Greatbatch Inc. expects to eliminate an unspecified number of jobs through a restructuring that melds its commercial battery and medical units into a single entity, but company officials said Thursday that it’s too early to say how many jobs, if any, would be eliminated at its Western New York operations.
Greatbatch executives said the restructuring would save the company about $7 million to $7.7 million a year, partly by eliminating positions that will become redundant by merging the business units. The company has been increasing its focus in recent years on developing its own line of medical devices, as well as more complex systems, rather than individual components. The medical products unit generates about 88 percent of the company’s revenues.
“It’s a unified Greatbatch now,” said Christopher F. Knospe, a company spokesman. “It’s a way for us to focus on our commercialization opportunities and our future growth.”
While Knospe said the company has not yet determined how many jobs would be eliminated through the restructuring, Greatbatch said in a filing with the Securities and Exchange Commission that it expects to pay $2.9 million to $3.2 million in severance and termination benefits to employees who lose their jobs because of the realignment.
This could mean that job losses would involve a few dozen positions across Greatbatch’s operations, which include about 650 positions at its facilities in Clarence and Alden, and about 3,300 jobs nationwide.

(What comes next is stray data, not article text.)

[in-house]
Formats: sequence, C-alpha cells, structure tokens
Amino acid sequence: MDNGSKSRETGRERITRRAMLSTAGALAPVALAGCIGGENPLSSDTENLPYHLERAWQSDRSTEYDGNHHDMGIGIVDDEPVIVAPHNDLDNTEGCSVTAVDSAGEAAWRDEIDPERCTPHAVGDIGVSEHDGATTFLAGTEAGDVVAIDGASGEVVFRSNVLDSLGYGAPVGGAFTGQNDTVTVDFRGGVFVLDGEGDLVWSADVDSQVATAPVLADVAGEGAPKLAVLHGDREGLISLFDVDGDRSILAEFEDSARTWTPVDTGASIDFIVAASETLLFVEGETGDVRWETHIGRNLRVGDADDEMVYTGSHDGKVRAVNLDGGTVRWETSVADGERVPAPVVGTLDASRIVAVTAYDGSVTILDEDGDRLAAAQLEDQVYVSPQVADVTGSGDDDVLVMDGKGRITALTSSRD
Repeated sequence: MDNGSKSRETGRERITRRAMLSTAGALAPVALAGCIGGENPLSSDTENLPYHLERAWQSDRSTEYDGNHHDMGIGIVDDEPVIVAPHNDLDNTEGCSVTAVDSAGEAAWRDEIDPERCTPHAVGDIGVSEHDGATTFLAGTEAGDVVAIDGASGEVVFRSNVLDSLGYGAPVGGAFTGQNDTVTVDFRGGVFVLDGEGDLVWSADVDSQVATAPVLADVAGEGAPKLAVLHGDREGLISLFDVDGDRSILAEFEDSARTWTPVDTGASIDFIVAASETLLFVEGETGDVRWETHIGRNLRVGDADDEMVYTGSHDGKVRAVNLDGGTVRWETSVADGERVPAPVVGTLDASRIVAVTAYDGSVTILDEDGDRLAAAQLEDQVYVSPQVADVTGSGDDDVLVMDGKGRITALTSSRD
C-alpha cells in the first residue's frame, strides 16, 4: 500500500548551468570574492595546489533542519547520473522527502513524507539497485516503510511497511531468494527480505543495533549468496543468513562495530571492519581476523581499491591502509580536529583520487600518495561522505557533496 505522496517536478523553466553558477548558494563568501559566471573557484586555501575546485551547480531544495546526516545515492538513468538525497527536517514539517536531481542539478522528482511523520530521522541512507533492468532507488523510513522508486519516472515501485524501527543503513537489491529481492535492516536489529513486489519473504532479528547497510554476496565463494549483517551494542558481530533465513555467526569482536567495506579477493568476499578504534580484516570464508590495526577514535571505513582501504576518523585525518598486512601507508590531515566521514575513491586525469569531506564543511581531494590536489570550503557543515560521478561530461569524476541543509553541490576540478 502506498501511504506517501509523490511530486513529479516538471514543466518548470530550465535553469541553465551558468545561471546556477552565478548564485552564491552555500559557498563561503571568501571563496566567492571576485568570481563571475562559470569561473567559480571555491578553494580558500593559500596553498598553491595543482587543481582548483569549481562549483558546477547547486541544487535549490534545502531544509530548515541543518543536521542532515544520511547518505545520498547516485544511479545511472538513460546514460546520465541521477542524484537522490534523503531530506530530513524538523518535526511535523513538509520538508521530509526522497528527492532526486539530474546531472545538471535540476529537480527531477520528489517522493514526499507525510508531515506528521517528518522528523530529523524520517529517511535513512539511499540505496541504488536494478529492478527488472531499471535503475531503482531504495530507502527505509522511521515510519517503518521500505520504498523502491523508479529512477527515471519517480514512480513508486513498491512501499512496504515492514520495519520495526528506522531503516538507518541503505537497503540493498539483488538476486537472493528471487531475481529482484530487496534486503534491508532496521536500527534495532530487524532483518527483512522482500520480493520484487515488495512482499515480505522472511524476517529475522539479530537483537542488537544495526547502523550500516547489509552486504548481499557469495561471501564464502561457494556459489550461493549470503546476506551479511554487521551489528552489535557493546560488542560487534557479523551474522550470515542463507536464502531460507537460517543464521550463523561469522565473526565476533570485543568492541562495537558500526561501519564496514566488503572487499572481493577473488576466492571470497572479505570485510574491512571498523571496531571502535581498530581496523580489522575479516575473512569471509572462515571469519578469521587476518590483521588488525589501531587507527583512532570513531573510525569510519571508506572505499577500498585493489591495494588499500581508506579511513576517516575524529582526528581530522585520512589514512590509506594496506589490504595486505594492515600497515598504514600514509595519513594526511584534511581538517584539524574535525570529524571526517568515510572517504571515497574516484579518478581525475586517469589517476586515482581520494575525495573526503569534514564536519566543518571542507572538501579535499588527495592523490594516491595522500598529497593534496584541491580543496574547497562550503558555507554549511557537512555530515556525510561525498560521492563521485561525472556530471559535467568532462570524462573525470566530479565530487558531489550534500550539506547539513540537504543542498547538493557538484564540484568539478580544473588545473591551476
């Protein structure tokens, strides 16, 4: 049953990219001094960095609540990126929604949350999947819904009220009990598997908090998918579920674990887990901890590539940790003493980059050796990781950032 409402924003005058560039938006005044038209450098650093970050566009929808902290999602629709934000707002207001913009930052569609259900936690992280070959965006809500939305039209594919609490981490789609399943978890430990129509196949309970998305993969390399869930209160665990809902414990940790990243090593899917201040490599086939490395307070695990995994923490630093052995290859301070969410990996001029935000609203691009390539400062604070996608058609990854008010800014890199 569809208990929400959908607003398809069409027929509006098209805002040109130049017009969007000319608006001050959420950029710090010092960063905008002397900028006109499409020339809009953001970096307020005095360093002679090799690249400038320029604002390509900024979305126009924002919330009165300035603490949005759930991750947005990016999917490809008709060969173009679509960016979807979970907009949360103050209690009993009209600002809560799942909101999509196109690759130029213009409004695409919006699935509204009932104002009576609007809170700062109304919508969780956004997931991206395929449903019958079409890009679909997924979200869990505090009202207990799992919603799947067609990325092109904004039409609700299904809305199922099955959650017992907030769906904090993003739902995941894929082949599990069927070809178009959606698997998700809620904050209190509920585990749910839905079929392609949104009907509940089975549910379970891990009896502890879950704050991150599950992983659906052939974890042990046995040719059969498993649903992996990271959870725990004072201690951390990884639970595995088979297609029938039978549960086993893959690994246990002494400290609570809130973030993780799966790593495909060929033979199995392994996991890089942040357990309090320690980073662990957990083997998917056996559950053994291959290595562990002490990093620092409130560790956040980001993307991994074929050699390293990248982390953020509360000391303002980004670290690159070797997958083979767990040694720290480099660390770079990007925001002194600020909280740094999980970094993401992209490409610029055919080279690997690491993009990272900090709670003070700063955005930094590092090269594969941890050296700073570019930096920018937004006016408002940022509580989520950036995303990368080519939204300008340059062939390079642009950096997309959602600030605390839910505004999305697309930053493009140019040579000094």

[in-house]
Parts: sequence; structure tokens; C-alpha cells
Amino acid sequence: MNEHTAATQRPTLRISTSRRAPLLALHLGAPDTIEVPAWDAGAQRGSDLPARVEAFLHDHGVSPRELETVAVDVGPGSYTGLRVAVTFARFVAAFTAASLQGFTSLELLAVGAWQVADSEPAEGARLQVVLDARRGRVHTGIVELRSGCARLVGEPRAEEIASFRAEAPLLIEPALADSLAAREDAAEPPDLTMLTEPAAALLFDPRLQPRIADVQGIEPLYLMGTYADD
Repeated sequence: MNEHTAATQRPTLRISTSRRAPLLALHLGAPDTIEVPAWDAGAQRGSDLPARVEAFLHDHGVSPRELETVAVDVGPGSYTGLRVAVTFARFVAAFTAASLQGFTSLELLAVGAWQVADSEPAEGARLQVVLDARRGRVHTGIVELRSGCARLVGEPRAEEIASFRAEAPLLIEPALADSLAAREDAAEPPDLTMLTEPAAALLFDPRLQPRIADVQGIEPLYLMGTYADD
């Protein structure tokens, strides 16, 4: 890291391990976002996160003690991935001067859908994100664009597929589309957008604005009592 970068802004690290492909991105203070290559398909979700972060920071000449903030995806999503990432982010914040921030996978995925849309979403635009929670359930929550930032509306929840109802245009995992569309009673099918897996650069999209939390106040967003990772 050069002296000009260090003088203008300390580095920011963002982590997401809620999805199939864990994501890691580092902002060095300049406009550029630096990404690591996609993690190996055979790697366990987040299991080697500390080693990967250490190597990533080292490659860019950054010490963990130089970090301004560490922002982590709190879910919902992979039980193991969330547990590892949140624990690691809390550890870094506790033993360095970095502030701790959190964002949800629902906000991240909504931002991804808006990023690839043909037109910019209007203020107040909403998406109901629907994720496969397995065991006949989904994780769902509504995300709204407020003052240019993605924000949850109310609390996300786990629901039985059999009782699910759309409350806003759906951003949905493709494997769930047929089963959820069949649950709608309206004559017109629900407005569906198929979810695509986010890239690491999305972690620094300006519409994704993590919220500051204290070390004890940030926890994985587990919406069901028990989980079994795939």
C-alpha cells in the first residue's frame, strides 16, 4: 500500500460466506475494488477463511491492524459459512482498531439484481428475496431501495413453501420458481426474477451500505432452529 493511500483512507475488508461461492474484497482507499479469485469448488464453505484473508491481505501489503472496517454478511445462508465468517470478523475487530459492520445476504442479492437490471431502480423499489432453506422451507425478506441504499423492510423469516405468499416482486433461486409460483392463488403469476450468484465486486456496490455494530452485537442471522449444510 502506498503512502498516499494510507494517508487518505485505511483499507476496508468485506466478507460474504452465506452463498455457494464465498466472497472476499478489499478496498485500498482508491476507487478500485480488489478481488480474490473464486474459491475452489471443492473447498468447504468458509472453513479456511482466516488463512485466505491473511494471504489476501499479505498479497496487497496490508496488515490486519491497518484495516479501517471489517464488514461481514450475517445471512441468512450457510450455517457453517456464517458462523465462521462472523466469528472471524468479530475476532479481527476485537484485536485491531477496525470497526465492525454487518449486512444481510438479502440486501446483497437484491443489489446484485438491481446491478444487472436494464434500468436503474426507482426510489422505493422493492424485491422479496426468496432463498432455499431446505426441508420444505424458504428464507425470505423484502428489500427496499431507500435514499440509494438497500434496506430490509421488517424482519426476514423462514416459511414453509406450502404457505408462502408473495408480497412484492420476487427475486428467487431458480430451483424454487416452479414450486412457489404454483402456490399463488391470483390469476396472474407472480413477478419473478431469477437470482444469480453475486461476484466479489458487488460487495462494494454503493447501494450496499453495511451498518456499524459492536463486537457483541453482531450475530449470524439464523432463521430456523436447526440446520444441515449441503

Greatbatch executives said the restructuring will help make the company more profitable, prompting the firm to hike its earnings forecast for this year to between $2 and $2.05 per share, after adjusting for one-time expenses. That’s up from its previous guidance of $1.90 to $2 per share. Analysts were expecting Greatbatch’s adjusted earnings per share to reach $1.96 this year.
Those earnings forecasts, however, do not include the $4.2 million to $5 million that the restructuring is expected to cost the company this year, including an estimated $1.3 million to $1.8 million for travel, recruiting and relocation expenses.
Knospe said that none of the company’s high-ranking executives are expected to move to the company’s year-old headquarters in suburban Dallas as a result of the realignment.
As part of the restructuring, Greatbatch named Dallas-based Mauricio Arellano, who had been president of the company’s medical business, to a new post as executive vice president of global operations. Susan M. Bratton, who ran Greatbatch’s commercial battery business in Massachusetts, will become the company’s executive vice president for business development.